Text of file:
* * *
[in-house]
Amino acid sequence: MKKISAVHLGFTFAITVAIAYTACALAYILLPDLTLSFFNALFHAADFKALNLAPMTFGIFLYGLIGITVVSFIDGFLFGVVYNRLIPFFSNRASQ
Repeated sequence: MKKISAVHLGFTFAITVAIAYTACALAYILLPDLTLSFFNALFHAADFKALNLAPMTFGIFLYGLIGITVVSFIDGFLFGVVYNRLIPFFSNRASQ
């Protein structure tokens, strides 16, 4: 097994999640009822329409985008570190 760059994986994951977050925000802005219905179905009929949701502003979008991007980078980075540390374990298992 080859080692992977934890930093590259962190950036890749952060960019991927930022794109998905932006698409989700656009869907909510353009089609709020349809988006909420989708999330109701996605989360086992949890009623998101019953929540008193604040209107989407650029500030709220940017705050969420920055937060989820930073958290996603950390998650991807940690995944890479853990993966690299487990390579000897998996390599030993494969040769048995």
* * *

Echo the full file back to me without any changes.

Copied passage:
[in-house]
Amino acid sequence: MKKISAVHLGFTFAITVAIAYTACALAYILLPDLTLSFFNALFHAADFKALNLAPMTFGIFLYGLIGITVVSFIDGFLFGVVYNRLIPFFSNRASQ
Repeated sequence: MKKISAVHLGFTFAITVAIAYTACALAYILLPDLTLSFFNALFHAADFKALNLAPMTFGIFLYGLIGITVVSFIDGFLFGVVYNRLIPFFSNRASQ
């Protein structure tokens, strides 16, 4: 097994999640009822329409985008570190 760059994986994951977050925000802005219905179905009929949701502003979008991007980078980075540390374990298992 080859080692992977934890930093590259962190950036890749952060960019991927930022794109998905932006698409989700656009869907909510353009089609709020349809988006909420989708999330109701996605989360086992949890009623998101019953929540008193604040209107989407650029500030709220940017705050969420920055937060989820930073958290996603950390998650991807940690995944890479853990993966690299487990390579000897998996390599030993494969040769048995």